Technical Journal #7

In NEC Article 500, 501, 502, and 503, Class I, II, and III locations are further broken down into Divisions. The simplified version of a Division for a given Class will be either:

Division 1: The ignitables are significantly present under normal conditions.

Division 2: The ignitables are significantly present under abnormal conditions.


A hazardous location in which ignitables are significantly present in the air in normal conditions in sufficient quantities to be explosive or ignitable, such as petroleum refineries, aircraft hangars, dry cleaning plants, utility gas plants or storage areas for liquefied petroleum or natural gas, and spray finishing areas.




A hazardous location in which ignitables are not normally present in in the air in sufficient quantities to be explosive or ignitable. For example: Closed storage drums containing flammable liquids in an inside storage room would not normally allow the hazardous vapors to escape into the atmosphere. But if one of the storage containers spills over and dumps liquid on the floor, or is old and leaking, you’ve got an abnormal condition.


Abnormal condition:









Spilled flammable liquid

Technical Journal #8

There can be two different types of catastrophic events in areas classified as hazardous locations. There can be Fires, which are purely chemical reactions that release heat during the combustion process.

And there can be Explosions, which release a large amount of energy in a very short period of time, often accompanied by a rapid expansion of volume.

Why is this important to the classification of Hazardous Locations?

The temperature where a material burns is important to know, and a scale can be created of the relative flammability of different materials.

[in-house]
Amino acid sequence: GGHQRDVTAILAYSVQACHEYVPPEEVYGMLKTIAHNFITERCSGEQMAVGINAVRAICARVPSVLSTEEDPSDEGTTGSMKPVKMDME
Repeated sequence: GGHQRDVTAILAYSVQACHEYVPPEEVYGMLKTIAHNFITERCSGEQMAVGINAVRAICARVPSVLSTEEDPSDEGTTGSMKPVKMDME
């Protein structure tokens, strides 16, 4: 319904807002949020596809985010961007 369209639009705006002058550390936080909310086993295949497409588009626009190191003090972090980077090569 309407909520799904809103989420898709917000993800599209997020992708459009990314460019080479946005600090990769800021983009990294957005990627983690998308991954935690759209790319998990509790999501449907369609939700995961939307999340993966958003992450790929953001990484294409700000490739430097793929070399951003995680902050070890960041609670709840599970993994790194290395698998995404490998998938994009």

There are many different materials, vapors and gases that create other different types of risk for a building. These materials are categorized based on the potential risk they pose for the creation of an explosion – and they are also categorized as to how big or how violent an explosion that can result, IF they exploded.

And, YES – there are different types of explosions, and the extremes might be imagined as a July 4th fire-cracker at one end of the spectrum, and an atomic bomb being at the other end.

Fires and Explosions have rating systems, and these two phenomena are related in a way – Fires can also result from explosions, and explosions can result from fires.

The major distinction between Fire and Explosion is the rate of energy release. Fire releases energy relatively slowly when compared to explosions, which release energy rapidly, typically in thousandths of a second (microseconds).


But the key difference is the rate of the release of energy. For example, compressed air within a balloon contains energy. If the energy is released slowly through the balloon air stem, the balloon is harmlessly deflated – but if the balloon pops suddenly and all the energy within the compressed balloon releases at once, the result becomes a small explosion.

And taking all of this back to the world of Hazardous Location classifications, realize that this is how the “Groups” of materials, vapors and gases are created. There will be more covered on different types of “Groups” later – in future Journals, but the important point here is that “Groups” are created based on:

1.)  Their flammability and
2.)  The severity of the explosion they can create.